Expanding into another state can improve your bottom line and boost the growth of your business. It also holds lucrative potential for employees earning outside their resident state as it holds the possibility of lower taxes and expenses for an individual.
Our expert team and comprehensive services will give you peace of mind when expanding into other states, so you can feel excited about growing your business, not worried about regulatory issues. Our CPA’s have specialist knowledge about all the in’s and out’s of multi-state expansion and are uniquely positioned to help you take advantage of the tax benefits available.
But, what are the true tax considerations when doing business in another state, and what should be considered from a business and individual standpoint? We look into the implications of these.
For businesses: If you’ve recently expanded into another state, or considering doing so, it is necessary to look into the business climate of that state as well as consider the various tax consequences and federal filings required by that state. Addressing these challenges early in the expansion process can help avoid penalties and fees for late filings and underpaid taxes.
For individuals: With remote work becoming the new normal in the United States, it is not uncommon for individuals to move to lower-tax states in the hopes of saving money. It is also becoming more possible for individuals to derive income from another state without ever leaving their home state. While employees may think that they are saving on taxes, this may not always be the case as each state has varying tax requirements and in some cases may experience the burden of double taxation.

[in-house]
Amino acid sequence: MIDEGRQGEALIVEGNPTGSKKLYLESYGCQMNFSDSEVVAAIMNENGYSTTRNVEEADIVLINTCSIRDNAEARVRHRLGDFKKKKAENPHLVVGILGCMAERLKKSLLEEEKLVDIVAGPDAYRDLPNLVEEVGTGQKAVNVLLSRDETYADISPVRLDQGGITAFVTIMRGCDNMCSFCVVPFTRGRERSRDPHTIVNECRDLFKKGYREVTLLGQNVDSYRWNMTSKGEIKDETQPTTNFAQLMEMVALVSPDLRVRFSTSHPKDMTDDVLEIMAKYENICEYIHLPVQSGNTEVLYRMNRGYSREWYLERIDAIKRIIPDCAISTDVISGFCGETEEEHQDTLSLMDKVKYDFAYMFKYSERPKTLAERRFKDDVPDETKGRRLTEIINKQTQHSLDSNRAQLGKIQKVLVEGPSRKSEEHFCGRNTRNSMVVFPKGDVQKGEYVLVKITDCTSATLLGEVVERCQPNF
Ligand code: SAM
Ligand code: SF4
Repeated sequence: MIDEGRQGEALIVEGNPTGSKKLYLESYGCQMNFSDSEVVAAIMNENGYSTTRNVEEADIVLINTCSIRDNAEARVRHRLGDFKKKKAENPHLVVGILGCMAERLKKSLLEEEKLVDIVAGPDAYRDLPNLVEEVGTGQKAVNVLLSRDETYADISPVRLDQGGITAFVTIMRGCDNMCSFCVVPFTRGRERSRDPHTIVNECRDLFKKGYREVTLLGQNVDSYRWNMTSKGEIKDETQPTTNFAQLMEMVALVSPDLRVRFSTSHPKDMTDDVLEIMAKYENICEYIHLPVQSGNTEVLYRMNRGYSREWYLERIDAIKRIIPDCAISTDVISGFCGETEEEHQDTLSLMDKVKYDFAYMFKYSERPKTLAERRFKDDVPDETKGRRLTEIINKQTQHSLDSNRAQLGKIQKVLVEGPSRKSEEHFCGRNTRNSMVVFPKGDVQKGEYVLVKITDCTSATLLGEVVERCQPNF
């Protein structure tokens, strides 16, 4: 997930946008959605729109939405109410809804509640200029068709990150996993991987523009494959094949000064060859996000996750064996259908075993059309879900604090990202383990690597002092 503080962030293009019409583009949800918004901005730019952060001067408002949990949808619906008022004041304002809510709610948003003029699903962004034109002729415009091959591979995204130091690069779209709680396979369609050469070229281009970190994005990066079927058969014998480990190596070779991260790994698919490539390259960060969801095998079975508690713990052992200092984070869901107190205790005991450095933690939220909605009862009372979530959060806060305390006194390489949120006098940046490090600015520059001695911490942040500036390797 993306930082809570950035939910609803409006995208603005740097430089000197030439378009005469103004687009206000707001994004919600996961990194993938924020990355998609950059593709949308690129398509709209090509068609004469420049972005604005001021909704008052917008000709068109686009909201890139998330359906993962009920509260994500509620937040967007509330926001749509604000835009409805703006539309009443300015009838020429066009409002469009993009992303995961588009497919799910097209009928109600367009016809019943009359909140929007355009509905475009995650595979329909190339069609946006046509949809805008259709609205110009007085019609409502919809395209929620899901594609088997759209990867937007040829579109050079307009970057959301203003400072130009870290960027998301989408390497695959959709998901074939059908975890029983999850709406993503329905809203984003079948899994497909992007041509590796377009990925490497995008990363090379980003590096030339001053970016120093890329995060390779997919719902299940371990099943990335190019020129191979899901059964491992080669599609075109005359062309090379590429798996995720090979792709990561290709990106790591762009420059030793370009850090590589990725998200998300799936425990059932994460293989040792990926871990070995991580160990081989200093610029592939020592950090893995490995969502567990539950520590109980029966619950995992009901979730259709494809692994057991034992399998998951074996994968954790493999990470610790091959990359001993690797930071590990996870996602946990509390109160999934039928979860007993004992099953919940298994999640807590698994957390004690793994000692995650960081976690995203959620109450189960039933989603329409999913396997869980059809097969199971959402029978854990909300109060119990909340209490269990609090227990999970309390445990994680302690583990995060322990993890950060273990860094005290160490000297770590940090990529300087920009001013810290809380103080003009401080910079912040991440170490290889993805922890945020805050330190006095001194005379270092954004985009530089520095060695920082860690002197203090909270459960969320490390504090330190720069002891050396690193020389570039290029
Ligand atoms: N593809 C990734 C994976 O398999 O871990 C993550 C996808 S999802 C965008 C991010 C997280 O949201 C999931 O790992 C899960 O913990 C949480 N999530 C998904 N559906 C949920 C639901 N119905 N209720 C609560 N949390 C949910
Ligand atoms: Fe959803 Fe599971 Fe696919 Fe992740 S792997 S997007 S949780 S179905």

Moving from one state to another can present challenges for both businesses and individuals. There are multiple tax obligations that need to be addressed in order for the transition to be successful. Working with a trusted CPA can help both businesses and individuals take this route successfully.
A good starting point for both individuals and businesses who want to understand their tax obligations in other states is to study tax apportionment rules within the state. Apportionment rules allow you to establish the percentage of your business’ profits that is subject to the tax laws of the different states within which it operates.
When your corporation does business in states other than the one where it is incorporated, it may influence state and local taxes.
Apportionment refers to the division of business income among states by the use of an apportionment formula. Allocation refers to the assignment of non-business income to a particular state.
Understanding how apportionment works so that you can accurately report earnings to the IRS and local governments is crucial for corporations that operate in multiple states. It is important to understand which additional taxes apply, or you may find yourself paying double tax on some of those earnings.
Running your business as a resident of a state different from your home state has tax obligations and benefits that include considerations around lower tax rates, being recognized as a resident of the new state, and being relinquished of tax obligation by your home state. Owning property in multiple states and traveling between states for business or leisure, can also impact your tax liability in those states.
Most states have a threshold for the number of days you’re allowed to stay in the state without being liable for taxes. If you frequent a state different from your home state a number of times per year, it is important to track the number of days you’ve spent in a particular state to ensure accurate tax submissions and maximize tax benefits. There is software that can help you track your residency days per state to aid an accurate and less complicated tax filing process.
Find out all you need to know about tax residency rules and requirements.
Our CPAs are experts in taxes and can help you understand the financial implications unique to you.